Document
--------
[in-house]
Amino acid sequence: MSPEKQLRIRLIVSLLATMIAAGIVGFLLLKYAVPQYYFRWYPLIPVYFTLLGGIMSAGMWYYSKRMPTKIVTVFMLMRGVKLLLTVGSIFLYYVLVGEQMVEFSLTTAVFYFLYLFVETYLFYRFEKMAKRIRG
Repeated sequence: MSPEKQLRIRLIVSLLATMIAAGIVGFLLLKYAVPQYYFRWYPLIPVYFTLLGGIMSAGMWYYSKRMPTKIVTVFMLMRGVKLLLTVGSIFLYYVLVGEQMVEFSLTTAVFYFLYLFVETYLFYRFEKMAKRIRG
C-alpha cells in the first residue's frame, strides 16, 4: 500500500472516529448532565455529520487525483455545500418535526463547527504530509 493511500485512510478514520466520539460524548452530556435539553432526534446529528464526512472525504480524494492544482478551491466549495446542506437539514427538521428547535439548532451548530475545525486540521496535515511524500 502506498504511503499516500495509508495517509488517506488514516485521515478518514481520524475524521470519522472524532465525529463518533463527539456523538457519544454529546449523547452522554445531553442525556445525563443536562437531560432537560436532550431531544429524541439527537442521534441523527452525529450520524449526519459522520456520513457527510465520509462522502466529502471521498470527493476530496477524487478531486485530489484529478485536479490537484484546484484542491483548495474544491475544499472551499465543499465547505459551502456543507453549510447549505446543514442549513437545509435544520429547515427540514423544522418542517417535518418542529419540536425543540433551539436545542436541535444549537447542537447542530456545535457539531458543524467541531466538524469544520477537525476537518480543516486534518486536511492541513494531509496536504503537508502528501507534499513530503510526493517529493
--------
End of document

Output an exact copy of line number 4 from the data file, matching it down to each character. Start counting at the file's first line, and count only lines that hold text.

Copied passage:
C-alpha cells in the first residue's frame, strides 16, 4: 500500500472516529448532565455529520487525483455545500418535526463547527504530509 493511500485512510478514520466520539460524548452530556435539553432526534446529528464526512472525504480524494492544482478551491466549495446542506437539514427538521428547535439548532451548530475545525486540521496535515511524500 502506498504511503499516500495509508495517509488517506488514516485521515478518514481520524475524521470519522472524532465525529463518533463527539456523538457519544454529546449523547452522554445531553442525556445525563443536562437531560432537560436532550431531544429524541439527537442521534441523527452525529450520524449526519459522520456520513457527510465520509462522502466529502471521498470527493476530496477524487478531486485530489484529478485536479490537484484546484484542491483548495474544491475544499472551499465543499465547505459551502456543507453549510447549505446543514442549513437545509435544520429547515427540514423544522418542517417535518418542529419540536425543540433551539436545542436541535444549537447542537447542530456545535457539531458543524467541531466538524469544520477537525476537518480543516486534518486536511492541513494531509496536504503537508502528501507534499513530503510526493517529493